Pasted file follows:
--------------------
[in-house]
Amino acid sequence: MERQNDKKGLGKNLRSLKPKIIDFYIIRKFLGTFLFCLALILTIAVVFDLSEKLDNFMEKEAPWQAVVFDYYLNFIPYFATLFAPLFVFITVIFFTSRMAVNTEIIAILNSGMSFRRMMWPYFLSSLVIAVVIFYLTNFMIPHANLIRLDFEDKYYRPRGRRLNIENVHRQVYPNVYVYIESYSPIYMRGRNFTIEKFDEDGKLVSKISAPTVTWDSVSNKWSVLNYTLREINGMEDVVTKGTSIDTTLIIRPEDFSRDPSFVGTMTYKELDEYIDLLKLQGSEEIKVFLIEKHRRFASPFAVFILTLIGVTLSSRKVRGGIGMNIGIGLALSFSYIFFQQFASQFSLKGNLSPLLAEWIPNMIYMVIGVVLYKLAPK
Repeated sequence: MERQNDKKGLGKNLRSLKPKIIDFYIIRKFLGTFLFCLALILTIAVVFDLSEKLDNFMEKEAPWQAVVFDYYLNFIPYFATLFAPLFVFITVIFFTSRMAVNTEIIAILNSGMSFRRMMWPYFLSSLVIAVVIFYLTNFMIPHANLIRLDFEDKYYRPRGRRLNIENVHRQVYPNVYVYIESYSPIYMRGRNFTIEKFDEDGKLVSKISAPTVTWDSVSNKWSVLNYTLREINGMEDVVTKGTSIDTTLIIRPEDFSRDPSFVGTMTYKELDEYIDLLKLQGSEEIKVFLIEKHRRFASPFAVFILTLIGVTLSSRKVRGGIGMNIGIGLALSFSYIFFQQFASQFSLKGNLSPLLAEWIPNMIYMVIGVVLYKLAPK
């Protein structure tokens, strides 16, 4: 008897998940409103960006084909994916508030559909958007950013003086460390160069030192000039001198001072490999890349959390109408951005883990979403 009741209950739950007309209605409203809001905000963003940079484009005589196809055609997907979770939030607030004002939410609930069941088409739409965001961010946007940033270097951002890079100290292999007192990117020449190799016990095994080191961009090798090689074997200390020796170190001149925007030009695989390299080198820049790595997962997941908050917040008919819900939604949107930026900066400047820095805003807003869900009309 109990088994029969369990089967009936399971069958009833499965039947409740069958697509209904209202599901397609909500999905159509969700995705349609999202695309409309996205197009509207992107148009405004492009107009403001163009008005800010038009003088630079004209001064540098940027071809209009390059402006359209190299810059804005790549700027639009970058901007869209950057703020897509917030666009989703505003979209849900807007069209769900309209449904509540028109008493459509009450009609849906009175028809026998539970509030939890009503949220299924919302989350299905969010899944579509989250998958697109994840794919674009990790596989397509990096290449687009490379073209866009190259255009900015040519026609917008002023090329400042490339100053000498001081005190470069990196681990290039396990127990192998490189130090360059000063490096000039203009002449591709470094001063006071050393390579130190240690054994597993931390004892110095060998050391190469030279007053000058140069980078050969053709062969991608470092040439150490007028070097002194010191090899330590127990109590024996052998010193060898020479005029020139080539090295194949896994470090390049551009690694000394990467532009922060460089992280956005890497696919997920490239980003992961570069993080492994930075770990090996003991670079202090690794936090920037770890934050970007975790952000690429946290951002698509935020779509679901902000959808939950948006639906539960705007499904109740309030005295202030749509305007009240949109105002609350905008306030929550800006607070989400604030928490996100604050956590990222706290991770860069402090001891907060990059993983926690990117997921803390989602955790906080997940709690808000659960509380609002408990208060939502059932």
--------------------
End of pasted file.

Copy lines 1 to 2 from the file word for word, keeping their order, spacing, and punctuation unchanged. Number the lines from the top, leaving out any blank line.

[in-house]
Amino acid sequence: MERQNDKKGLGKNLRSLKPKIIDFYIIRKFLGTFLFCLALILTIAVVFDLSEKLDNFMEKEAPWQAVVFDYYLNFIPYFATLFAPLFVFITVIFFTSRMAVNTEIIAILNSGMSFRRMMWPYFLSSLVIAVVIFYLTNFMIPHANLIRLDFEDKYYRPRGRRLNIENVHRQVYPNVYVYIESYSPIYMRGRNFTIEKFDEDGKLVSKISAPTVTWDSVSNKWSVLNYTLREINGMEDVVTKGTSIDTTLIIRPEDFSRDPSFVGTMTYKELDEYIDLLKLQGSEEIKVFLIEKHRRFASPFAVFILTLIGVTLSSRKVRGGIGMNIGIGLALSFSYIFFQQFASQFSLKGNLSPLLAEWIPNMIYMVIGVVLYKLAPK